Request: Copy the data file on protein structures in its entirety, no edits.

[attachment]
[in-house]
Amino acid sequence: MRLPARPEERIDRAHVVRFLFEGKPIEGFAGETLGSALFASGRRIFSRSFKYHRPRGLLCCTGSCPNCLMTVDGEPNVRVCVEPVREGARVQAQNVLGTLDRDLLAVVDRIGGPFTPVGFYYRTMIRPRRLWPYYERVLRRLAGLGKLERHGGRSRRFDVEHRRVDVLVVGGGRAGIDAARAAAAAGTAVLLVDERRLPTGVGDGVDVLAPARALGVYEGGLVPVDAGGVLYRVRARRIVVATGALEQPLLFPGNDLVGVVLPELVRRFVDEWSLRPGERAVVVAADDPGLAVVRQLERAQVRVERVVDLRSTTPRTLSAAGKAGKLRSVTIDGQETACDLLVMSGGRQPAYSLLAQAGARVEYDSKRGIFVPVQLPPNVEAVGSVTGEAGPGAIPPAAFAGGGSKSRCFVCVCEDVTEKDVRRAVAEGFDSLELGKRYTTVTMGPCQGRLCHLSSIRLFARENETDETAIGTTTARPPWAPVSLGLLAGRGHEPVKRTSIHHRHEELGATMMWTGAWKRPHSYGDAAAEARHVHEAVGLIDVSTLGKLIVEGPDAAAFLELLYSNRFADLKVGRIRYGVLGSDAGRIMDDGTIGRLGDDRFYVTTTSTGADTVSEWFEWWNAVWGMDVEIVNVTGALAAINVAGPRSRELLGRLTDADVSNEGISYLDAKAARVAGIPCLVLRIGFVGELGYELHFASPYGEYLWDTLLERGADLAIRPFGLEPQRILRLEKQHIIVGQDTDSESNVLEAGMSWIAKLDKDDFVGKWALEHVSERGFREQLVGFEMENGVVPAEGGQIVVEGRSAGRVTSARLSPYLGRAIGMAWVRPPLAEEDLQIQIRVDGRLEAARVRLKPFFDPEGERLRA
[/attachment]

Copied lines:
[in-house]
Amino acid sequence: MRLPARPEERIDRAHVVRFLFEGKPIEGFAGETLGSALFASGRRIFSRSFKYHRPRGLLCCTGSCPNCLMTVDGEPNVRVCVEPVREGARVQAQNVLGTLDRDLLAVVDRIGGPFTPVGFYYRTMIRPRRLWPYYERVLRRLAGLGKLERHGGRSRRFDVEHRRVDVLVVGGGRAGIDAARAAAAAGTAVLLVDERRLPTGVGDGVDVLAPARALGVYEGGLVPVDAGGVLYRVRARRIVVATGALEQPLLFPGNDLVGVVLPELVRRFVDEWSLRPGERAVVVAADDPGLAVVRQLERAQVRVERVVDLRSTTPRTLSAAGKAGKLRSVTIDGQETACDLLVMSGGRQPAYSLLAQAGARVEYDSKRGIFVPVQLPPNVEAVGSVTGEAGPGAIPPAAFAGGGSKSRCFVCVCEDVTEKDVRRAVAEGFDSLELGKRYTTVTMGPCQGRLCHLSSIRLFARENETDETAIGTTTARPPWAPVSLGLLAGRGHEPVKRTSIHHRHEELGATMMWTGAWKRPHSYGDAAAEARHVHEAVGLIDVSTLGKLIVEGPDAAAFLELLYSNRFADLKVGRIRYGVLGSDAGRIMDDGTIGRLGDDRFYVTTTSTGADTVSEWFEWWNAVWGMDVEIVNVTGALAAINVAGPRSRELLGRLTDADVSNEGISYLDAKAARVAGIPCLVLRIGFVGELGYELHFASPYGEYLWDTLLERGADLAIRPFGLEPQRILRLEKQHIIVGQDTDSESNVLEAGMSWIAKLDKDDFVGKWALEHVSERGFREQLVGFEMENGVVPAEGGQIVVEGRSAGRVTSARLSPYLGRAIGMAWVRPPLAEEDLQIQIRVDGRLEAARVRLKPFFDPEGERLRA